- 19 There comes a time when you need to scoop him up and take him by force to the city leaders. Go to where they hold their meetings at the city gate of your hometown.
- 20 Tell the city leaders, “This kid is nothing but defiant and hostile toward us. He absolutely will not follow orders. He just hangs around eating all the time and drinking too much.”
- 21 Men in the city will stone the young man to death. That’s how you eliminate this toxic brand of evil, to keep it from spreading. News of this execution will remind all of Israel to respect the law.5
Executed on a tree
- 22 Let’s say you execute someone who committed a crime that requires execution. And let’s say you hang6 the person’s body on a post or a tree.7
- 23 Don’t leave the body hanging overnight. Bury it the day of the execution. This person is hanging there because God condemned the person’s behavior. Don’t allow this corpse to desecrate the good land that the LORD your God is giving you.
Perhaps to decide which town has jurisdiction in the case and will conduct the investigation.
This doesn’t seem to refer to local Canaanite women, but to women in neighboring nations outside the tribal boundaries of Israel (20:10-15). Moses ordered Israelites to kill all the locals they caught, including all the good-looking women (20:16-18).
There’s no explanation for why women had to shave their heads and trim their nails. Perhaps it was part of the mourning custom or to graphically signify that everything in the woman’s life is about to change, from the hair on her head to the clothes she wears. As for trimming the nails, there might be some mysterious spiritual or ceremonial reason for this. But from a practical point of view, you wouldn’t want long nails on a woman you intended on sleeping with 30 days after you killed her family.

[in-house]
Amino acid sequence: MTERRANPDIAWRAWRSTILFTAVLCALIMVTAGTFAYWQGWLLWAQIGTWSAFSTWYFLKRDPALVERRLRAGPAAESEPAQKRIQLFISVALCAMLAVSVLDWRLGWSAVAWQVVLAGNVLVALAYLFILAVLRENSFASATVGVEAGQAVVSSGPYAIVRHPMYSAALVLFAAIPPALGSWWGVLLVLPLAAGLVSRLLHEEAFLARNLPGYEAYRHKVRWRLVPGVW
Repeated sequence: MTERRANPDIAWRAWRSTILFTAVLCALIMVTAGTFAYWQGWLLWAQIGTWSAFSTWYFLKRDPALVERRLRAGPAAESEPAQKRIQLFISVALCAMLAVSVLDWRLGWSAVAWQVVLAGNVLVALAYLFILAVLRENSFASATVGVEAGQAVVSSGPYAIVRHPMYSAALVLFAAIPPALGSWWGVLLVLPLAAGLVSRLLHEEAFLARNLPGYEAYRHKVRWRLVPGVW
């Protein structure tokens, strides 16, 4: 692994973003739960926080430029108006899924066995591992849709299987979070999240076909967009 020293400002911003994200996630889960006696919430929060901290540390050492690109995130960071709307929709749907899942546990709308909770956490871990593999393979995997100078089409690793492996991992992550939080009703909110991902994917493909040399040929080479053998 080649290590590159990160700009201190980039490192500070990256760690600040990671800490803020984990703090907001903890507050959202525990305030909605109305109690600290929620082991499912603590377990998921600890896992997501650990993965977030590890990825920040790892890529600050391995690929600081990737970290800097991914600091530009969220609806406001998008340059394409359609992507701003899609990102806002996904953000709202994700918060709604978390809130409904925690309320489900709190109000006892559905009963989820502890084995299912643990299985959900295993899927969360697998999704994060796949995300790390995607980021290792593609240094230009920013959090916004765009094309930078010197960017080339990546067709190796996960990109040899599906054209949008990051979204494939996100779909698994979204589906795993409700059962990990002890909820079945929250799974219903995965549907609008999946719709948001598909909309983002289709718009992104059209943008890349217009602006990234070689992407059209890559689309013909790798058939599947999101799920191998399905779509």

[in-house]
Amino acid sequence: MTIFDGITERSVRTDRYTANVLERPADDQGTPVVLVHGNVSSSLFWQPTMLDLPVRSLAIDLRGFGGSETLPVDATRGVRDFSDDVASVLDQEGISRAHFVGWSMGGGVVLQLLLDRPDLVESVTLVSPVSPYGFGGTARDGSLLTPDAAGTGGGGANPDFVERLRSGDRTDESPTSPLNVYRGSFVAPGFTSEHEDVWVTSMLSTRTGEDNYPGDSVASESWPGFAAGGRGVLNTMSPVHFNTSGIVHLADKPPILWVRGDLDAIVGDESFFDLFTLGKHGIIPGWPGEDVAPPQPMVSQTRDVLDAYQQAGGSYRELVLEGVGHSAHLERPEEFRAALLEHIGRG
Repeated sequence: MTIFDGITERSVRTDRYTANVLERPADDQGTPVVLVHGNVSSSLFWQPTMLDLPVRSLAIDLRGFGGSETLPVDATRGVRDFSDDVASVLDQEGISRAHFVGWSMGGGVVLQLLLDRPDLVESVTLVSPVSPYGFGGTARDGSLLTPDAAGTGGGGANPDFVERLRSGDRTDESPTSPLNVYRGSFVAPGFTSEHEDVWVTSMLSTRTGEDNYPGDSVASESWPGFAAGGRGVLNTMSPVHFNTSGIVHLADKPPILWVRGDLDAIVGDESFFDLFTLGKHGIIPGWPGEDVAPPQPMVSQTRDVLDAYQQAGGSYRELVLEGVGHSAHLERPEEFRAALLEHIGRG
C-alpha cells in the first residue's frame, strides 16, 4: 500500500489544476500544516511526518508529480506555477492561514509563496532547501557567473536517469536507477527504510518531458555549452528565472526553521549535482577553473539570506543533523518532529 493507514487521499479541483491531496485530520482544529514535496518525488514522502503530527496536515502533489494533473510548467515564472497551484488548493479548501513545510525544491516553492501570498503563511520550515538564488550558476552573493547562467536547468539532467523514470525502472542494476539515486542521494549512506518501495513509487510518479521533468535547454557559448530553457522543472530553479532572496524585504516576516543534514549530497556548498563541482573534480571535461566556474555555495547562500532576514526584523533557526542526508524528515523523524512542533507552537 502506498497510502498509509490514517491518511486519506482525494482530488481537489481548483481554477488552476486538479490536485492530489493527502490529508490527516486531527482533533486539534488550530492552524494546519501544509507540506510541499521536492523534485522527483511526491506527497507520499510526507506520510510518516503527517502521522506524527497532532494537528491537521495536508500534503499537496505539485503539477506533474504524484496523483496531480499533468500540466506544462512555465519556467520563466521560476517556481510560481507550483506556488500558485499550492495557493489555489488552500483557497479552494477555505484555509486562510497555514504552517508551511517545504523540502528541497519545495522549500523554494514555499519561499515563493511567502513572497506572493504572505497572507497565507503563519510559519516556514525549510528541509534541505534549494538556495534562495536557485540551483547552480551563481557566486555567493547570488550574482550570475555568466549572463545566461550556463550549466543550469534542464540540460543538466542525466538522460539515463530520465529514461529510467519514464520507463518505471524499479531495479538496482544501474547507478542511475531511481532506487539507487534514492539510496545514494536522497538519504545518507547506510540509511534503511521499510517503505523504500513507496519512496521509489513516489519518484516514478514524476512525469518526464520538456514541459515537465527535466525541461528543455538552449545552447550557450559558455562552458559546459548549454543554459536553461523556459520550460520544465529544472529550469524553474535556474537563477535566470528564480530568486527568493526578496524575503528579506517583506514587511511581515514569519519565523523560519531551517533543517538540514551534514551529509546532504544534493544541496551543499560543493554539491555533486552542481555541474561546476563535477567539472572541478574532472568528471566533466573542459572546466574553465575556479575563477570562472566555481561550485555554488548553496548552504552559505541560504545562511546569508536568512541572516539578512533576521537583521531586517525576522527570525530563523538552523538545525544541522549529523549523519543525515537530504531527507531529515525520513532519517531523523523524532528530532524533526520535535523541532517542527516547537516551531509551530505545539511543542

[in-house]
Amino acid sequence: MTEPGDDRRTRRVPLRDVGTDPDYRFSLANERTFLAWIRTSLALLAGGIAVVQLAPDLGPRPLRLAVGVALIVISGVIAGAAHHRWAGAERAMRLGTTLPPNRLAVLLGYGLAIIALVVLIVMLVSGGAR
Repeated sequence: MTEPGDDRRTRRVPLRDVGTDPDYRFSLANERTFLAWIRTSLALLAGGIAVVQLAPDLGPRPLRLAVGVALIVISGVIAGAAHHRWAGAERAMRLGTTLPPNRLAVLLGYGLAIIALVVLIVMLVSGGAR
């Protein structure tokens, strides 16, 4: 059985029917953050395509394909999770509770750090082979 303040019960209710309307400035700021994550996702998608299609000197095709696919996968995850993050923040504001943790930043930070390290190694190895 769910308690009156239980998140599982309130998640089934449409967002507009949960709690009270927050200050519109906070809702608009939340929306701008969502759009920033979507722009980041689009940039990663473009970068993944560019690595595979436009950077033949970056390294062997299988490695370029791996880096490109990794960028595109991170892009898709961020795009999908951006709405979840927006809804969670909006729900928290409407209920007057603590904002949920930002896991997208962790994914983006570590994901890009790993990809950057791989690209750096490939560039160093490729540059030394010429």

This was a custom throughout what is now the Middle East. It shows up in ancient law codes. Some say the reason may have been because the oldest son was expected to become head of the extended family after the father died. And the extra assets helped him cover the cost of that job. Whatever the reason, it seems unlikely that the lawmaker would have been the second, third, fourth, or fifth son in a family of five sons. What’s odd about the law is that when it’s first mentioned in the Bible, in the story of Ishmael and Isaac (Genesis 17:15-22; 21:8-14) and then again with Esau and Jacob (Genesis 27; 48), the first son doesn’t get the double share. Ishmael and his mother got run off. And Jacob traded Esau a bowl of red soup for Esau’s inheritance rights. So there seems to have been wiggle room in the ancient custom, though Jews may have followed the custom more faithfully since it was added to their laws.
The Hebrew word for “hang” is tala. It can mean to impale, hang, or expose.
The Hebrew word is es. It can refer to many kinds of wood: tree, pole, beam, or branches. Hanging a body like this was usually intended to send a warning to others not to make the same mistake this person did. Paul said Jesus became cured when he hung on the cross (Galatians 3:13).